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Alfred Gilbert


New Sculpture (19th Century British) painter, draftsman, sculptor, goldsmith and medalist


38.1 cms | 15 ins
Bronze, cast

Victoria and Albert Museum

London | United Kingdom

"This bronze statuette represents Charity and is made by Sir Alfred Gilbert in ca. 1899. Gilbert was particularly interested in the techniques different surface finishes and particularly of colouring bronze, a technique he became interested during the 1890s. By 1888 the artist had met a metallurgist, William Chandler Roberts-Austen, who researched extensively on different alloys. He had a special interest in certain alloys developed by the Japanese, one of which was 'shakudo', that substituted gold for tin in the bronze and could be patinated to a purplish tone by application of a caustic solution. This is what Gilbert accomplishes here in the Charity, except in the areas of flesh, where a pickling solution is applied, giving a reddish-purple tone. The Charity seems to be the last polychromatic work by Gilbert.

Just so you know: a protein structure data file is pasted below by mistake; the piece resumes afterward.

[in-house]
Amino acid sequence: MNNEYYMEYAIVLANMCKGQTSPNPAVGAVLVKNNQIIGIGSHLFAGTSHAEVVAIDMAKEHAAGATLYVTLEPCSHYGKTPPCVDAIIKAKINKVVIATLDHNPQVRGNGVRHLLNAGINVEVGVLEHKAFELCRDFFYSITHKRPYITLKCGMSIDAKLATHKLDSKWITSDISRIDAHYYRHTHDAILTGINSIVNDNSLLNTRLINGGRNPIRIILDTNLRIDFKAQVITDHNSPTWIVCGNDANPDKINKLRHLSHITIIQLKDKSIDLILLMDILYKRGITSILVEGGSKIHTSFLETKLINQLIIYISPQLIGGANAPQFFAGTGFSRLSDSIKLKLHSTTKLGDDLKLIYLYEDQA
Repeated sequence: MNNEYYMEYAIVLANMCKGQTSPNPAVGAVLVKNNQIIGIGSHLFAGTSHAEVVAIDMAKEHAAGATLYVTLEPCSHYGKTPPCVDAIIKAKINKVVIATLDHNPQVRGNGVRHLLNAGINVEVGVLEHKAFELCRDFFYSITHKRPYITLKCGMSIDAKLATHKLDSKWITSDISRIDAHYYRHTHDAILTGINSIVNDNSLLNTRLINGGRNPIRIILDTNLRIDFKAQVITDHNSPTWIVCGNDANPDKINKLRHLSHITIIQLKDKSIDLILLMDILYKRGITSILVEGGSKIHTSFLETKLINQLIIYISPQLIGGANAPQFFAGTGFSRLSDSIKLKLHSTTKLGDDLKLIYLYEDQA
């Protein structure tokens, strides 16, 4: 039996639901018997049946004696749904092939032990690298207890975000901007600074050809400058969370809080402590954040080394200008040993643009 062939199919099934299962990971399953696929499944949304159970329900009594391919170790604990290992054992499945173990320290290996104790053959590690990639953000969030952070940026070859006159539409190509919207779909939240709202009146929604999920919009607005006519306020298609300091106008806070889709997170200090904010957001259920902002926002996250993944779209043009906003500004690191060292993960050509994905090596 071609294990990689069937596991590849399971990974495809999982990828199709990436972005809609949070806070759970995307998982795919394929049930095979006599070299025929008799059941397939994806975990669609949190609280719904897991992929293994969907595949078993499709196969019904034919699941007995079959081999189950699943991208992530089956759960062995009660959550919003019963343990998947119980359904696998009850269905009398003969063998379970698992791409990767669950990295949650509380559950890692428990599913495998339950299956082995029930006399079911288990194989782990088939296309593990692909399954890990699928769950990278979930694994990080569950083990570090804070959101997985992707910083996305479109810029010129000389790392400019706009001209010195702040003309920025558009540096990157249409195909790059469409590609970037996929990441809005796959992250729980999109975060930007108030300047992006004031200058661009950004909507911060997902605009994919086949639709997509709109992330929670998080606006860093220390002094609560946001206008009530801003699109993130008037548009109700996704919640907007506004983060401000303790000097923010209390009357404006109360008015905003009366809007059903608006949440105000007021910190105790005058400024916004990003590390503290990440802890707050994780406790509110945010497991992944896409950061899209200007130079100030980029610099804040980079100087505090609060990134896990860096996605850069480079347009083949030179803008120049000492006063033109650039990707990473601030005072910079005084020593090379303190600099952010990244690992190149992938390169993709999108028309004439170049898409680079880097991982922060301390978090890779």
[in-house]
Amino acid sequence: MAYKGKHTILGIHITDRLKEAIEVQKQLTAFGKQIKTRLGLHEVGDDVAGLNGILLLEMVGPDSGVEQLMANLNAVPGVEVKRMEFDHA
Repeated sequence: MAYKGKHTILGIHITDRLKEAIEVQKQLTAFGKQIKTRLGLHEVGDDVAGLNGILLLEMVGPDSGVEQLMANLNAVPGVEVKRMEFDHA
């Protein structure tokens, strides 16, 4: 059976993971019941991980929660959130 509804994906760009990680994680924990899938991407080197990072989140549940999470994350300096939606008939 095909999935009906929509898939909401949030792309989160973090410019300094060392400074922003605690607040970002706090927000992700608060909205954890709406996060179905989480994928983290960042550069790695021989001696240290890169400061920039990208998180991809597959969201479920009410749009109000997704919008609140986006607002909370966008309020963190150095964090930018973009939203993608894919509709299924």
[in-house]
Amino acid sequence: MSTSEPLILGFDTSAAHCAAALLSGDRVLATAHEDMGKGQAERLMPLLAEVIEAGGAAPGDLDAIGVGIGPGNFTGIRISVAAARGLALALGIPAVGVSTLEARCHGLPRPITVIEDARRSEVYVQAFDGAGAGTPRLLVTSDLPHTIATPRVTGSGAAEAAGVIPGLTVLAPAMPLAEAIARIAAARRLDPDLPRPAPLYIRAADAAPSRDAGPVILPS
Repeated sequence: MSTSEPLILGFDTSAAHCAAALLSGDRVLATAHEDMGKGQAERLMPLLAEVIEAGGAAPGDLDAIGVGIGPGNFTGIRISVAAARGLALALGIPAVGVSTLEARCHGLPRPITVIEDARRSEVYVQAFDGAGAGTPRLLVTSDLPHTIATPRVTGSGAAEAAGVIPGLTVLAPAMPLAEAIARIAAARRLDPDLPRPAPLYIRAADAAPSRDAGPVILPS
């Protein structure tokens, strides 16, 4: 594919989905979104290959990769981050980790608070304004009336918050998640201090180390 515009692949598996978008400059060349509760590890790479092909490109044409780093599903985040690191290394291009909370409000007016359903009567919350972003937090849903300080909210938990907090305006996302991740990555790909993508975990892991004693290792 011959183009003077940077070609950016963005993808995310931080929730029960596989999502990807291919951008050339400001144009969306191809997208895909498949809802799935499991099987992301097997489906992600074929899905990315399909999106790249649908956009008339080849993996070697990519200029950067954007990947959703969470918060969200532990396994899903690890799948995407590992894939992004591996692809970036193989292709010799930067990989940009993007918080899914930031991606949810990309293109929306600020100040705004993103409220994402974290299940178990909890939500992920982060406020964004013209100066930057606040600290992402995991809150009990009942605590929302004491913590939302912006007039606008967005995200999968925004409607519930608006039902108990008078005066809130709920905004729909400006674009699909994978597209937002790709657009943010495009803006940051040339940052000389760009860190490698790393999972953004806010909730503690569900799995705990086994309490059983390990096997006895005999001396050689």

"The figure derives from a large memorial candlestick to the Rt. Hon Lord Arthur Russell (1825-1892), commissioned from Gilbert in 1892, completed in 1900. Showing four figures of Virtues, it is in the Bedford family chapel at St Michael Chenies, Buckinghamshire." (Source: V&A)

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